How To Online Presentations
Online Presentations are becoming a standard for collaborate working. Want to get it right first time? Here are a some hints.
Most online presentations are boring and long winding. Some of my clients use this as a standard communication tool. They know about the problems of online presentations and take their task serious enough to prepare for such an event.
Now what are the problems: Participants, sitting in font of a screen anywhere in the world, are passive and easily distracted. Even more so when listening to long winding presenters.
You might say that this is normal, but think of the consequences. Time wasted for nothing (like in so many meetings) and the message and content is not received in the way it should.
For me there is an open question. Why do people give an online presentation, if they you don’t want to get the most out of it.
An online presentation is more than just showing PowerPoint slides to others. It requires a few more skills to get it right the first time.
Online Presentations – Tools
You want to know who is online and you also want interaction with your participants. There is a lot on the market. Stick with the big ones as they improve their service constantly. I really like Go-To-Meeting or join.me.
You also want a software that works on all devices. On a computer, phone or tablet as this will give freedom to your listeners.
Start on time – help other to be on time
Nothing is more annoying than waiting for others to arrive. Some people might have technical problems and cannot log in. Send reminders 1 hour and again 10 minutes before the starting time. Also include a description on how to log in. AND prepare them for the meeting. Inform them about the goal and outcome. This will enforce your message
Be clear and to the point
This is super important in online presentations – remember listeners are distracted too easily. Use very simple slides. Don’t use more than 18 slides. If you have more content to share, split the presentation in even parts.
Your mood will influence your listeners. If a presentation has lots of facts and figures, it doesn’t mean that you have to be dry and boring. You can add flair without being unprofessional. The best way to achieve this is using stories and metaphors. Prepare your stories well and make sure they come across in the way they should. People will be more likely to listen closely and will remember what you told them. This is a rule: whatever you do, please don’t be dull and boring.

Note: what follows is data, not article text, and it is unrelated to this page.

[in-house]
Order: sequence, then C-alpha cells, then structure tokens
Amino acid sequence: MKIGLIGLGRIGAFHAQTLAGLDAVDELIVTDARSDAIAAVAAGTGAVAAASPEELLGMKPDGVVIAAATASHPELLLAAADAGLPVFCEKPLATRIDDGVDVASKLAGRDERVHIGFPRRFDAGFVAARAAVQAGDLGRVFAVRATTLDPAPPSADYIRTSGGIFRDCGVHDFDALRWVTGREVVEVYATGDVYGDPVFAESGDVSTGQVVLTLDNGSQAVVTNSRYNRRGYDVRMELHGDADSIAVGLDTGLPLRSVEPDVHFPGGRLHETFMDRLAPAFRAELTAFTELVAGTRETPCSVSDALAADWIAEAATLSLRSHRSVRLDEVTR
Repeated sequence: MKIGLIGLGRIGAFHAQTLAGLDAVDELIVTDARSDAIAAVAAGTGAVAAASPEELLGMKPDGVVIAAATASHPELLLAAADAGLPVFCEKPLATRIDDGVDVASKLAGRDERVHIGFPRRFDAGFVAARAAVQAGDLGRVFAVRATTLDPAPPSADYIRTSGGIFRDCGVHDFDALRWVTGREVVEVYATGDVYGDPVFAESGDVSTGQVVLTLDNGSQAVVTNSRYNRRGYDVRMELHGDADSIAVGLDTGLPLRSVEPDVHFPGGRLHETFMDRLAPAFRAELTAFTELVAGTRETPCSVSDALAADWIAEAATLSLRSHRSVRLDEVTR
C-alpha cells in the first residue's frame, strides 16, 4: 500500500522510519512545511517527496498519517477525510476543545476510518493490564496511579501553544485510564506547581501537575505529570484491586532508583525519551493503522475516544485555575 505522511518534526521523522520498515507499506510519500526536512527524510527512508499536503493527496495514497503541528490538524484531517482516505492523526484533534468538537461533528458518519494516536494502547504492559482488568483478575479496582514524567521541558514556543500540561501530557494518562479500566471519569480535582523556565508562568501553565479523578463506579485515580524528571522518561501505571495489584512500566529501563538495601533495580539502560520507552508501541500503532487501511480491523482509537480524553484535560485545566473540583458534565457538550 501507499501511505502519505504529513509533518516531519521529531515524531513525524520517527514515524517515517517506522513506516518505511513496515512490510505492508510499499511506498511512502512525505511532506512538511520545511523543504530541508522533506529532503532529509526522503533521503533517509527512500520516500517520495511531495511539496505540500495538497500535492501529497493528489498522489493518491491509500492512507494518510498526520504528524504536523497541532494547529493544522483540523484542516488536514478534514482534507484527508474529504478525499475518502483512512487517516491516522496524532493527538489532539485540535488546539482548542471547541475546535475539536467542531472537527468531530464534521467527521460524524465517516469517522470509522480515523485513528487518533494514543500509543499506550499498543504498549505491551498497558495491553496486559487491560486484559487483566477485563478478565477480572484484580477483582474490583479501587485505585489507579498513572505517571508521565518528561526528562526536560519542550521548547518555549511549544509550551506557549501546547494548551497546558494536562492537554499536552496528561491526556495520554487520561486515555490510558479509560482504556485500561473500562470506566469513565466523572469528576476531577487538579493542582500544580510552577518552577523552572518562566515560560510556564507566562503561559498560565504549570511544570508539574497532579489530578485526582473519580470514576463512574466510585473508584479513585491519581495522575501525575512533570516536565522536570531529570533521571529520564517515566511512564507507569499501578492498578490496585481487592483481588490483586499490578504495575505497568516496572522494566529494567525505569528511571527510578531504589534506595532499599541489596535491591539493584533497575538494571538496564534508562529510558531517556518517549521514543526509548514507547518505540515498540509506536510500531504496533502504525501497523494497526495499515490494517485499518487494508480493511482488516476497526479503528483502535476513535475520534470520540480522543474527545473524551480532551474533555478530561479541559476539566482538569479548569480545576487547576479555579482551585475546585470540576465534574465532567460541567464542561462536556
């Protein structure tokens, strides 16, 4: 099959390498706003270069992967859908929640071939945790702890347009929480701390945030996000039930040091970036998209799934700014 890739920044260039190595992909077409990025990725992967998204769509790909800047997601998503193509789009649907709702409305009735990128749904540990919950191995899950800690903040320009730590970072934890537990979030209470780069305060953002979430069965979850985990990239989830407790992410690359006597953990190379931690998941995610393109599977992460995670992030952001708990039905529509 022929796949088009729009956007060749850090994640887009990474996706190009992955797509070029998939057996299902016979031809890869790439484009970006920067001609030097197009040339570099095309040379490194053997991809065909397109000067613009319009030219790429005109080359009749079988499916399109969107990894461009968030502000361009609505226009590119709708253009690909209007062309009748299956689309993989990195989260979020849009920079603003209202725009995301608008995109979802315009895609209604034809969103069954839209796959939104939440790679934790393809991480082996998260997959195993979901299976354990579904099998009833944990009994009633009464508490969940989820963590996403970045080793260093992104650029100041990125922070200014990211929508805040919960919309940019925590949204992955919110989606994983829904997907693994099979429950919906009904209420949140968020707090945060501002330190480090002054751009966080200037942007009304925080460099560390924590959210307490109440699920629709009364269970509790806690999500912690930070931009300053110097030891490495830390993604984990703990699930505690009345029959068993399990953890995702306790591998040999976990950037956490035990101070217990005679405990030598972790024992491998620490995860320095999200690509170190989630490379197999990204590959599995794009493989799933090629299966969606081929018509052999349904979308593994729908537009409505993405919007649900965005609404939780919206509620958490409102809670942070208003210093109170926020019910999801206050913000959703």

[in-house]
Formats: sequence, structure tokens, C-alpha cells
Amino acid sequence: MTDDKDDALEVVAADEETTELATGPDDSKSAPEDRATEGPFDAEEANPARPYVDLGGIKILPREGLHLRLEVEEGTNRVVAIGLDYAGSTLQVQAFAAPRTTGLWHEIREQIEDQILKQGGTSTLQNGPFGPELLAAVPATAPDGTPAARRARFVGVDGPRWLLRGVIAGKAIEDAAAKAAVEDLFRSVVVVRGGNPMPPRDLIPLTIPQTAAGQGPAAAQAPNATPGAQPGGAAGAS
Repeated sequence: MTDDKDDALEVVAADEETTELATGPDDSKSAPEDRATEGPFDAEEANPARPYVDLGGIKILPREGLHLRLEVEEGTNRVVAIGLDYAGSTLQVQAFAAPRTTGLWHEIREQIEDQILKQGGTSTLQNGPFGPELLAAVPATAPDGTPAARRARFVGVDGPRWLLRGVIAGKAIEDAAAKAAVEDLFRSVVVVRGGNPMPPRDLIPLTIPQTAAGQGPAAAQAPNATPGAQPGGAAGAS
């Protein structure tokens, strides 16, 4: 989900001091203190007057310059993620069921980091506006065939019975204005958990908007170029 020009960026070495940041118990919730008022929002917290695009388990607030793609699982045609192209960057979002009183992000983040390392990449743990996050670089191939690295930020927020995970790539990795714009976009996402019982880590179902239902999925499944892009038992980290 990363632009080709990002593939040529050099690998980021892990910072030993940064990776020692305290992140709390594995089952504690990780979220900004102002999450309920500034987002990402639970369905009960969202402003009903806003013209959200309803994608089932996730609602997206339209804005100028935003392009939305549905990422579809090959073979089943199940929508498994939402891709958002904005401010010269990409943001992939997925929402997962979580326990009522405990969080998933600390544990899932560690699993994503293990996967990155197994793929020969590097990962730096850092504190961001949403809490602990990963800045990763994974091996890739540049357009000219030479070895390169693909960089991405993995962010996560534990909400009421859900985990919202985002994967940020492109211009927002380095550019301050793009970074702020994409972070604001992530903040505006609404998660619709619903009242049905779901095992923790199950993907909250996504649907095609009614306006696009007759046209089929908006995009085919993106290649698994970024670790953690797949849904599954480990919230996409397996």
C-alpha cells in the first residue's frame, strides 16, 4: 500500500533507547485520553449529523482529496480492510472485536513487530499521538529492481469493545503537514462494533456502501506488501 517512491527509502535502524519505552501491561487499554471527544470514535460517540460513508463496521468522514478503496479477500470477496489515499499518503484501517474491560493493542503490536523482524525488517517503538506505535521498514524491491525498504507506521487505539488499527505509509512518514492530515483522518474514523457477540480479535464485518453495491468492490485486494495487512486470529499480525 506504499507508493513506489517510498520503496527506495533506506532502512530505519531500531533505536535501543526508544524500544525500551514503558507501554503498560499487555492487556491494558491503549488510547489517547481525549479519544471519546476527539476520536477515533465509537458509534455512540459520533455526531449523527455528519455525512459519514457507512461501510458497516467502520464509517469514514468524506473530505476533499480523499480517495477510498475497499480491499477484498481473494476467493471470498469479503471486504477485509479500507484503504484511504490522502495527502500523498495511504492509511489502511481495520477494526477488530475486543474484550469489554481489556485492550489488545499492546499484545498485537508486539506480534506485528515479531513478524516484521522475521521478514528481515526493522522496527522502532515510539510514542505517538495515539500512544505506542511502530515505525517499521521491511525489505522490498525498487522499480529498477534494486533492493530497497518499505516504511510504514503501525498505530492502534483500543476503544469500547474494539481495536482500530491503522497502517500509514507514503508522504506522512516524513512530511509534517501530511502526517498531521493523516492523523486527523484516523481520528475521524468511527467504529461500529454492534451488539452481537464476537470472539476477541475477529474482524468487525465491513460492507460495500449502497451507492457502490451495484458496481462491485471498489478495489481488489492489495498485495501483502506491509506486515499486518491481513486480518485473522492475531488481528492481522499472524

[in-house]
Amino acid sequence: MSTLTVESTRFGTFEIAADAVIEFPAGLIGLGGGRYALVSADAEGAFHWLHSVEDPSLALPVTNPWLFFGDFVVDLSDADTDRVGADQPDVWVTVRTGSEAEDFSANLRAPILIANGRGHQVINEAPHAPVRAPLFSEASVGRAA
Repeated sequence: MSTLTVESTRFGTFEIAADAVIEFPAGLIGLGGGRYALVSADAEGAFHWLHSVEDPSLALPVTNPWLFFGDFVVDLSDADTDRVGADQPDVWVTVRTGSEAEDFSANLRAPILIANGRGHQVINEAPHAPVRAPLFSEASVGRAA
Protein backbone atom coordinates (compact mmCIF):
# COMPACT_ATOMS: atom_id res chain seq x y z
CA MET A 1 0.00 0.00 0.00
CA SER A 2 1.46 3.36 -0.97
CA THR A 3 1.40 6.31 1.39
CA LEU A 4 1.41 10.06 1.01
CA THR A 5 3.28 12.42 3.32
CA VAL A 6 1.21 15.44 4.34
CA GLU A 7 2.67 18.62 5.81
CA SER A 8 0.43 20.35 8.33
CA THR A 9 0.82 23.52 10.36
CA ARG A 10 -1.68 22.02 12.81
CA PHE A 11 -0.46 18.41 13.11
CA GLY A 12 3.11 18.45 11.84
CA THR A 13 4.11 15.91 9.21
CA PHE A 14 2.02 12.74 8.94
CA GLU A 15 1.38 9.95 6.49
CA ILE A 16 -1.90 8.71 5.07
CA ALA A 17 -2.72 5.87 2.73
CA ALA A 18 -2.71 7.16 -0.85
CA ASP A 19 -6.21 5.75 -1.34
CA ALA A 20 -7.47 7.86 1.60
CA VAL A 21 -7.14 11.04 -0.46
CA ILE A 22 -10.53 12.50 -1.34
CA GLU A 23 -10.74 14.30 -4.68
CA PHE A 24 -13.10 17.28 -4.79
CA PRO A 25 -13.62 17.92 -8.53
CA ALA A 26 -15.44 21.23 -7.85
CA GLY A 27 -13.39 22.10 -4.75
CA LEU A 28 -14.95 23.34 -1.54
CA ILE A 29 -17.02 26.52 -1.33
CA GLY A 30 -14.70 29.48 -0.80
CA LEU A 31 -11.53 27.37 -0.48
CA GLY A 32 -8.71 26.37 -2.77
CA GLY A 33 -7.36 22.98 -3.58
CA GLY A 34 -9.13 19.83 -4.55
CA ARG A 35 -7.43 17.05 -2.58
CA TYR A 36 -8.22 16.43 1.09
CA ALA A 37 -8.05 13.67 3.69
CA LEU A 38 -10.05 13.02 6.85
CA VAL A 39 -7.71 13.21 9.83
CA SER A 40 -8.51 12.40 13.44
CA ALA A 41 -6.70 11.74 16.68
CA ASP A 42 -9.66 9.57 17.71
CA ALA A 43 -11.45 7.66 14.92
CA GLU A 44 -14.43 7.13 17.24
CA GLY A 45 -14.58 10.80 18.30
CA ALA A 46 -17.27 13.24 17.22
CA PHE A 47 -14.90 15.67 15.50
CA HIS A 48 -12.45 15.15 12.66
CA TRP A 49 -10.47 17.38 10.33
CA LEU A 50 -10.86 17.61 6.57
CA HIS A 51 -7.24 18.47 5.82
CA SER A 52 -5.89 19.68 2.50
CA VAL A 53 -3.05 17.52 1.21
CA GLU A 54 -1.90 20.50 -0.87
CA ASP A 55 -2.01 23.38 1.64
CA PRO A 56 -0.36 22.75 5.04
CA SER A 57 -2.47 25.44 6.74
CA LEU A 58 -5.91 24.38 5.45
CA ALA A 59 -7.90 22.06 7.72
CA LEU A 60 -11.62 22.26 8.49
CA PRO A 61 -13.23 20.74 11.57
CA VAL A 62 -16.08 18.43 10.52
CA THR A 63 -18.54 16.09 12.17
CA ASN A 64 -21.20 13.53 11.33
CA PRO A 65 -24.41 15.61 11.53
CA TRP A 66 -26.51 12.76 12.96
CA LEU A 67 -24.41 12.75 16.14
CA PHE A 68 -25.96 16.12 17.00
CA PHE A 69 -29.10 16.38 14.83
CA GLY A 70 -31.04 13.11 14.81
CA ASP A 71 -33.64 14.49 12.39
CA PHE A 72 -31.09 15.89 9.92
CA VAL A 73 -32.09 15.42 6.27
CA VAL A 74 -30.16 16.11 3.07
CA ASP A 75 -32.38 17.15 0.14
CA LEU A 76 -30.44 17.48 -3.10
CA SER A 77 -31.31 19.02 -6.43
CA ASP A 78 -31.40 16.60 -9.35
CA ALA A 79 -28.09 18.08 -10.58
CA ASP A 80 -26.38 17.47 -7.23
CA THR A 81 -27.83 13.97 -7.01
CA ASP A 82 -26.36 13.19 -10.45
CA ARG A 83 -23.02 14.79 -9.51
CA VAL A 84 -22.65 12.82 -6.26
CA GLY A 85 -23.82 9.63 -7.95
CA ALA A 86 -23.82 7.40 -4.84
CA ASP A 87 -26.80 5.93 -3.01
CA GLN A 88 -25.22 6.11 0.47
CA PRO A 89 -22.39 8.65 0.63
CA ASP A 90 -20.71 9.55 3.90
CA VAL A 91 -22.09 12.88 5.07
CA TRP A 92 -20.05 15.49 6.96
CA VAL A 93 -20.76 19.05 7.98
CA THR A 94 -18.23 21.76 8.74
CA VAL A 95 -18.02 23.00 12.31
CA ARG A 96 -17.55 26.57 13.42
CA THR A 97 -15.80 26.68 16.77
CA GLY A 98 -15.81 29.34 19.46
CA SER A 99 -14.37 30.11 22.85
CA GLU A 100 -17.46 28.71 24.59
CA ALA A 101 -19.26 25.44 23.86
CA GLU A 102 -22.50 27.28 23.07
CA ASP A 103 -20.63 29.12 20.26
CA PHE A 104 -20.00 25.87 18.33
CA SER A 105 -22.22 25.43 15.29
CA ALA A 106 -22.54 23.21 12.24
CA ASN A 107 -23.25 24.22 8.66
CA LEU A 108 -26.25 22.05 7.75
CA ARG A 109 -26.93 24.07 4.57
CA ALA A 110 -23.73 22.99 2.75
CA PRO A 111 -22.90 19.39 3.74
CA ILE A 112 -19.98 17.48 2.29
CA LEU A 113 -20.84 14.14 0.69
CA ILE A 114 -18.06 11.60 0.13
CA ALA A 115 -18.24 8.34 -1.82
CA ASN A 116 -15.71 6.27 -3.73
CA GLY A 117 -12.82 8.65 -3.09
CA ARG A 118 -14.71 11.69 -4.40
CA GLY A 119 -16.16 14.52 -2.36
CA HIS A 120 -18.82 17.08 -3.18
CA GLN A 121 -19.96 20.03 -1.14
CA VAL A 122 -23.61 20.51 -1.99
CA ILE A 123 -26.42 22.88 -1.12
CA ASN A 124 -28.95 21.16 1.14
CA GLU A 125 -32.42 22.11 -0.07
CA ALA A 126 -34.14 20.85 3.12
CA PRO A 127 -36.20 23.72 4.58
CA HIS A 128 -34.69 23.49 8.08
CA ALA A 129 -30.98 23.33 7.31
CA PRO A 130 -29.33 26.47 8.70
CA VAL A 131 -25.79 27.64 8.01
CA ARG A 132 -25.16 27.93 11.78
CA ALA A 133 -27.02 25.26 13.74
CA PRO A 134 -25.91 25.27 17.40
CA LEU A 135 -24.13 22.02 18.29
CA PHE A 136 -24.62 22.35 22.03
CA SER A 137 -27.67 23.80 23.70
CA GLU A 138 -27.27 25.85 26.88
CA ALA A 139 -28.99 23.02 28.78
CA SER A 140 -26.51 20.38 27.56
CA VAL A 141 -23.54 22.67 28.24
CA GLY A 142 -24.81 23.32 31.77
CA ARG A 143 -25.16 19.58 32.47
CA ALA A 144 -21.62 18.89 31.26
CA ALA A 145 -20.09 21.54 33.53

Have a conversation
The big advantage of any online software is, that it allows communication with the presenter and with each other through messaging. This is a great tool as the talk will not be interrupted. Encourage people to this right from the beginning. Watching the online communication will give you a sense of how engaging your listeners are. This again allows you to tailor your presentation.
Communicate your action steps right in the beginning. Once done with the information part, you can discuss the actions and modify them if needed. You have to make sure that everyone is clear in what they need to take away.
Time for questions
Always allow a minimum of 15 minutes for questions. The big advantage of online presentation software is that people can ask questions during the presentation without interrupting the speaker. If some questions don’t get answered, you can pass them over to the team for discussion. Make sure that questions don’t become redundant. Manage the session with purpose and strength.
And Finally – always end on time.
This is a skill that all great presenters share. They value the time of their listeners and will always start and finish on time.
As online presentations are really a great time saver, use this tip. Being a good presenter is not only the most important business skill, it also is a real career booster.
As always – I wish you lots of success
PS: The last post 10 Phrases To Kill Your Presentation was a real highlight and did go viral.
There was high interaction on the German site and approx. 450 shares. Some other blogs had the Courage to steel the content to post it on their blog (which is not ok if you don’t refer to the author).